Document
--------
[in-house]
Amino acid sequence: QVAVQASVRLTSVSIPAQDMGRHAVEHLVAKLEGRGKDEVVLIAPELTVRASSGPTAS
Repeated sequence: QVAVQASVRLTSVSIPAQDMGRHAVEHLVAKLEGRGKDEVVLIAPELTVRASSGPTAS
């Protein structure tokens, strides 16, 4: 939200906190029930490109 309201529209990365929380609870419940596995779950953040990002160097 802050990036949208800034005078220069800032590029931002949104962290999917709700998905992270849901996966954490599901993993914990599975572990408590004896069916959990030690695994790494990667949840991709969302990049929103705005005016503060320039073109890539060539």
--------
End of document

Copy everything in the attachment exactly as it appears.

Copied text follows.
[in-house]
Amino acid sequence: QVAVQASVRLTSVSIPAQDMGRHAVEHLVAKLEGRGKDEVVLIAPELTVRASSGPTAS
Repeated sequence: QVAVQASVRLTSVSIPAQDMGRHAVEHLVAKLEGRGKDEVVLIAPELTVRASSGPTAS
């Protein structure tokens, strides 16, 4: 939200906190029930490109 309201529209990365929380609870419940596995779950953040990002160097 802050990036949208800034005078220069800032590029931002949104962290999917709700998905992270849901996966954490599901993993914990599975572990408590004896069916959990030690695994790494990667949840991709969302990049929103705005005016503060320039073109890539060539």